But, Oostman said, with the habitual use of PFDs can come potential unintended consequences - the inability to practice and develop swimming skills. Until the ability to self rescue is in place, an adult should be within one arm length of a child in the water at all times.
Oostman also stressed the importance of swim lessons from early in life. "And not just one session," he said, "The lessons should be ongoing and as skills develop some of the redundant protective measures [like PFDs] can begin to be removed."
A spokesperson for Puddle Jumper Life Jackets wrote in an email to "GMA," "Puddle Jumper Life Jackets serve as a U.S. Coast Guard life jacket. Our life jackets go through rigorous in-water testing requirements to earn the U.S. Coast Guard safety certification.
"Puddle Jumper®Life Jackets are designed to provide safety in any water situation (pools, lakes, beaches, and etc.), when properly used, helping to protect children learning to swim. We stand behind our products and promote teaching children proper swimming and floating techniques, even with the use of a Puddle Jumper Life Jacket. Children should always have active adult supervision when on, in or near the water, and the use of a Puddle Jumper® Life Jacket or any other flotation device should not replace swim survival lessons and water safety education."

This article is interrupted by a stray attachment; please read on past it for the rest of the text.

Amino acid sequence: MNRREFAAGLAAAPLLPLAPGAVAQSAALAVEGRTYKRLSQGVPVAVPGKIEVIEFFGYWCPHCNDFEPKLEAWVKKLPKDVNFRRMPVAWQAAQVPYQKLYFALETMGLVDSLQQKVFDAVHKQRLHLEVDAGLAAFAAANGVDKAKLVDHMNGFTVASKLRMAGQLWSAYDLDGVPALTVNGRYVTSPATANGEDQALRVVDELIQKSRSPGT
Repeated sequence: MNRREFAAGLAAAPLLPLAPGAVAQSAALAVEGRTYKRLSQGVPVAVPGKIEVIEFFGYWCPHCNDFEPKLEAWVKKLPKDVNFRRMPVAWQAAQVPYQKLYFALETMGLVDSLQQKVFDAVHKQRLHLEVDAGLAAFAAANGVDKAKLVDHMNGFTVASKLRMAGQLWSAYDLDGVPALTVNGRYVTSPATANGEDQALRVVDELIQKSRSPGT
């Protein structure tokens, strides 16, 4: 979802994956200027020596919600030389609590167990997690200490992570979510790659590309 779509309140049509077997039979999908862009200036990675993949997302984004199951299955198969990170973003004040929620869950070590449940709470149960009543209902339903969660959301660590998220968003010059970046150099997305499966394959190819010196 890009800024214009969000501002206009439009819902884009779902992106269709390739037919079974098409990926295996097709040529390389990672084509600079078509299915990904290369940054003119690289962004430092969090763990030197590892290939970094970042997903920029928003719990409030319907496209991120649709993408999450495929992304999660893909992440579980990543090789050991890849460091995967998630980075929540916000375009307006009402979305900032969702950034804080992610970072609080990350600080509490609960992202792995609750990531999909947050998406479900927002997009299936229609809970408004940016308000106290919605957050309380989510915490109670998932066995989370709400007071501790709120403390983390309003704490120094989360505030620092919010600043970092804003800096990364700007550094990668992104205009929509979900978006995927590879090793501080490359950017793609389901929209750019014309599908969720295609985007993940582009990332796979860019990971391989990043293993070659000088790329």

The U.S. Coast Guard told "GMA" they while they do approve PFDs, including puddle jumpers, that "meet a set of minimum construction, performance, and manufacturing requirements" they do "not evaluate or approve 'learn to swim' devices, swim aids, or other pool toys. PFDs only provide protection against drowning when they are worn."
The Judah Brown Project
What started as a way to raise money for hospital and funeral expenses by Judah's preschool teacher has grown in the last few years.
"We wanted to do more," said Brown. "I didn't want another family to go through this."
The first thing they came up with was a brochure to educate parents and caregivers about drowning prevention. It is now in 350 pediatricians' offices around the country.
Next, they started getting into schools to educate kids from preschool to elementary age about water safety. The Judah Brown Project now travels to seven school districts in the Houston, Texas, area.
Most recently, the organization offers low- and no-cost CPR lessons for parents and caregivers. They also offer scholarships to children for survival swim lessons, a type of swim lesson, of which Brown said she is a big proponent. "It teaches you how to save yourself if you accidentally fall in the water," she said.
Her commitment to the Judah Brown project keeps her son's memory alive. "I always say I get to carry his legacy with me," she said. "I get to talk about him and say his name. It helps my heart and helps me continue to walk through each day."
And each time Brown sees a child learn to swim, she said knows his legacy lives on.
"Every time I see a child that has gotten one of our scholarships floating and swimming I am always thinking of Judah. I say to him, 'this is what you're doing, baby boy. You're saving these little lives.'"